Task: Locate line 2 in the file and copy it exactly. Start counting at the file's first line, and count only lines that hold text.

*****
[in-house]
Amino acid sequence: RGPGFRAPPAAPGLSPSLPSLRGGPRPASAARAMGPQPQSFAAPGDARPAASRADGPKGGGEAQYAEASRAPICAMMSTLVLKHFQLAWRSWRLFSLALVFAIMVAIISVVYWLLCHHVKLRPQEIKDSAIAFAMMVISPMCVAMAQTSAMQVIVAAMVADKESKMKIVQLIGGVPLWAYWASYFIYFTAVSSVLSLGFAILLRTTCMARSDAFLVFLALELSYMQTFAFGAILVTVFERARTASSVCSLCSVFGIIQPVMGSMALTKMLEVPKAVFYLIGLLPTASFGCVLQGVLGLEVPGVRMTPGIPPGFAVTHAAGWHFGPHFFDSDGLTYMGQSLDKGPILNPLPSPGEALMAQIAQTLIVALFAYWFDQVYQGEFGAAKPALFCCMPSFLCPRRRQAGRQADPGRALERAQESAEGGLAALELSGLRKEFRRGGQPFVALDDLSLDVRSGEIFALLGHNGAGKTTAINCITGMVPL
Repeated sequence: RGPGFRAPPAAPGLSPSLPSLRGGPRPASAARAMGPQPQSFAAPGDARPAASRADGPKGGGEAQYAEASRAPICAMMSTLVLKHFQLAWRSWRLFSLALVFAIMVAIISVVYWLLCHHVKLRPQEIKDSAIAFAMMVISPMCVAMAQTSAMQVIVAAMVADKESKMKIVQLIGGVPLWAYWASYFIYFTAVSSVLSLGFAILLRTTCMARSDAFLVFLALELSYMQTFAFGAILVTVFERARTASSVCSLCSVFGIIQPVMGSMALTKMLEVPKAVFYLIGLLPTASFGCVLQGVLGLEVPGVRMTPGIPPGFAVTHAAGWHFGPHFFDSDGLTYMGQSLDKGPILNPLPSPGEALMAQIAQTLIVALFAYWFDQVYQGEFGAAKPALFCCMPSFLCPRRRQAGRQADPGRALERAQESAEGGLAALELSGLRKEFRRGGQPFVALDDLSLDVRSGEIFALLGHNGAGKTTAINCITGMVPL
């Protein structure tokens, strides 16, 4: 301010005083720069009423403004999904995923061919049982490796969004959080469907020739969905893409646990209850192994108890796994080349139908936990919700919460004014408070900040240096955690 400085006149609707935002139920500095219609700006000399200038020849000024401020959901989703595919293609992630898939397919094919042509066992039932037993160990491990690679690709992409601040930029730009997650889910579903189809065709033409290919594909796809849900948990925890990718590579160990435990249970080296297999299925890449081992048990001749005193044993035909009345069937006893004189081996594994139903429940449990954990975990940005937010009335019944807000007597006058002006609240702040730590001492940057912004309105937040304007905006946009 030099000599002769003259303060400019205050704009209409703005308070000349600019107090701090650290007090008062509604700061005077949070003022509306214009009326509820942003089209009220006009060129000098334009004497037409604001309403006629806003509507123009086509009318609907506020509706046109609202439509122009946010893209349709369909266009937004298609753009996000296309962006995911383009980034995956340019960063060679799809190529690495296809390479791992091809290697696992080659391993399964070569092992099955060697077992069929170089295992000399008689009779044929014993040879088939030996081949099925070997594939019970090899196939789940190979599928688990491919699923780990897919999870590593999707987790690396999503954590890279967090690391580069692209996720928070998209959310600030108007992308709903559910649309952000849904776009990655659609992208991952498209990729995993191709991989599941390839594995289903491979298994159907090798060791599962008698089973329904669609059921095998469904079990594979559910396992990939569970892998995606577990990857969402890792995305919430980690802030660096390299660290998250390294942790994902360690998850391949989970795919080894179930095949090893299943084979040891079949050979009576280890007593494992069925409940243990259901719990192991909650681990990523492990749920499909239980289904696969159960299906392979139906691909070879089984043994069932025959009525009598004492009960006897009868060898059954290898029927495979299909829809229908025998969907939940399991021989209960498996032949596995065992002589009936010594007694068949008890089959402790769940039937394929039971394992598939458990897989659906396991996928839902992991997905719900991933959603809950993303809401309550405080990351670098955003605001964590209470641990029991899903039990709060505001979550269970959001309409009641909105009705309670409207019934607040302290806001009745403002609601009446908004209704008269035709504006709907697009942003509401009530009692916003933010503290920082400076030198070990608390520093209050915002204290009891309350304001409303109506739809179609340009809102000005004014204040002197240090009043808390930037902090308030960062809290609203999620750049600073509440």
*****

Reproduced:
Amino acid sequence: RGPGFRAPPAAPGLSPSLPSLRGGPRPASAARAMGPQPQSFAAPGDARPAASRADGPKGGGEAQYAEASRAPICAMMSTLVLKHFQLAWRSWRLFSLALVFAIMVAIISVVYWLLCHHVKLRPQEIKDSAIAFAMMVISPMCVAMAQTSAMQVIVAAMVADKESKMKIVQLIGGVPLWAYWASYFIYFTAVSSVLSLGFAILLRTTCMARSDAFLVFLALELSYMQTFAFGAILVTVFERARTASSVCSLCSVFGIIQPVMGSMALTKMLEVPKAVFYLIGLLPTASFGCVLQGVLGLEVPGVRMTPGIPPGFAVTHAAGWHFGPHFFDSDGLTYMGQSLDKGPILNPLPSPGEALMAQIAQTLIVALFAYWFDQVYQGEFGAAKPALFCCMPSFLCPRRRQAGRQADPGRALERAQESAEGGLAALELSGLRKEFRRGGQPFVALDDLSLDVRSGEIFALLGHNGAGKTTAINCITGMVPL